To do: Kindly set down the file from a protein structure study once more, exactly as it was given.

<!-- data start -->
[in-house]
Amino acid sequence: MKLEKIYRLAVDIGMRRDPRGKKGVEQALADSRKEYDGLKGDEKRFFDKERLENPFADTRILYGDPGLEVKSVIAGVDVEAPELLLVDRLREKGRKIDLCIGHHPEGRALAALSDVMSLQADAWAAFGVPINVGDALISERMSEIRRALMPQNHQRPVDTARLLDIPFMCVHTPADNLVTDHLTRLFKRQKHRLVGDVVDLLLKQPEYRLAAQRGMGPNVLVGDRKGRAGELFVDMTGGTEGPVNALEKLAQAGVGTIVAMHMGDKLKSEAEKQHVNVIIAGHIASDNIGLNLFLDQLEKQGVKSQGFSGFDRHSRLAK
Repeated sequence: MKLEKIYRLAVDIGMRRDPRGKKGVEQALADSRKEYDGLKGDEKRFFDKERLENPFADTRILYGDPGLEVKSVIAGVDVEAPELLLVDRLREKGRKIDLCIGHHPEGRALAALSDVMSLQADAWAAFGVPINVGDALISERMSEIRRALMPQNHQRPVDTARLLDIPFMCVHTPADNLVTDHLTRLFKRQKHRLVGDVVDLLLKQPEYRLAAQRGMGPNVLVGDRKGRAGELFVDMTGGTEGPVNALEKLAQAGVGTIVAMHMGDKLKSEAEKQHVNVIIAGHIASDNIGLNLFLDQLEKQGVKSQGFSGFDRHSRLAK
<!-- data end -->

[in-house]
Amino acid sequence: MKLEKIYRLAVDIGMRRDPRGKKGVEQALADSRKEYDGLKGDEKRFFDKERLENPFADTRILYGDPGLEVKSVIAGVDVEAPELLLVDRLREKGRKIDLCIGHHPEGRALAALSDVMSLQADAWAAFGVPINVGDALISERMSEIRRALMPQNHQRPVDTARLLDIPFMCVHTPADNLVTDHLTRLFKRQKHRLVGDVVDLLLKQPEYRLAAQRGMGPNVLVGDRKGRAGELFVDMTGGTEGPVNALEKLAQAGVGTIVAMHMGDKLKSEAEKQHVNVIIAGHIASDNIGLNLFLDQLEKQGVKSQGFSGFDRHSRLAK
Repeated sequence: MKLEKIYRLAVDIGMRRDPRGKKGVEQALADSRKEYDGLKGDEKRFFDKERLENPFADTRILYGDPGLEVKSVIAGVDVEAPELLLVDRLREKGRKIDLCIGHHPEGRALAALSDVMSLQADAWAAFGVPINVGDALISERMSEIRRALMPQNHQRPVDTARLLDIPFMCVHTPADNLVTDHLTRLFKRQKHRLVGDVVDLLLKQPEYRLAAQRGMGPNVLVGDRKGRAGELFVDMTGGTEGPVNALEKLAQAGVGTIVAMHMGDKLKSEAEKQHVNVIIAGHIASDNIGLNLFLDQLEKQGVKSQGFSGFDRHSRLAK